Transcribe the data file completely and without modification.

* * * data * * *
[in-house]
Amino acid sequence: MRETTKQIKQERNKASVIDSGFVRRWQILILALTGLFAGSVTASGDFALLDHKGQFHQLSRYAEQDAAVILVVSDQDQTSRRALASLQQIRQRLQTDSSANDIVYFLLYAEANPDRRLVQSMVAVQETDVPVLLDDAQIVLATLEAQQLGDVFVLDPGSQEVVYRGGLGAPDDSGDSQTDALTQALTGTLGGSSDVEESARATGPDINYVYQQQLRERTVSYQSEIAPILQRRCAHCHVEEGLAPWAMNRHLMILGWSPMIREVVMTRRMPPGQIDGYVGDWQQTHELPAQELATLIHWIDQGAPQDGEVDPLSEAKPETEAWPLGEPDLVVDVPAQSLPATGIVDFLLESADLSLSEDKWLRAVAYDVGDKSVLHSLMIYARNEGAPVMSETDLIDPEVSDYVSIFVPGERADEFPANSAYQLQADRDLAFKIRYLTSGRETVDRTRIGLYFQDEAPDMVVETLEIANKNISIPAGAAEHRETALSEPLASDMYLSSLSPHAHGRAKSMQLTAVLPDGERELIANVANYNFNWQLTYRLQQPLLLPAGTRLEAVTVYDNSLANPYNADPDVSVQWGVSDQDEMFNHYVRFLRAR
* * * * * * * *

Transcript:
[in-house]
Amino acid sequence: MRETTKQIKQERNKASVIDSGFVRRWQILILALTGLFAGSVTASGDFALLDHKGQFHQLSRYAEQDAAVILVVSDQDQTSRRALASLQQIRQRLQTDSSANDIVYFLLYAEANPDRRLVQSMVAVQETDVPVLLDDAQIVLATLEAQQLGDVFVLDPGSQEVVYRGGLGAPDDSGDSQTDALTQALTGTLGGSSDVEESARATGPDINYVYQQQLRERTVSYQSEIAPILQRRCAHCHVEEGLAPWAMNRHLMILGWSPMIREVVMTRRMPPGQIDGYVGDWQQTHELPAQELATLIHWIDQGAPQDGEVDPLSEAKPETEAWPLGEPDLVVDVPAQSLPATGIVDFLLESADLSLSEDKWLRAVAYDVGDKSVLHSLMIYARNEGAPVMSETDLIDPEVSDYVSIFVPGERADEFPANSAYQLQADRDLAFKIRYLTSGRETVDRTRIGLYFQDEAPDMVVETLEIANKNISIPAGAAEHRETALSEPLASDMYLSSLSPHAHGRAKSMQLTAVLPDGERELIANVANYNFNWQLTYRLQQPLLLPAGTRLEAVTVYDNSLANPYNADPDVSVQWGVSDQDEMFNHYVRFLRAR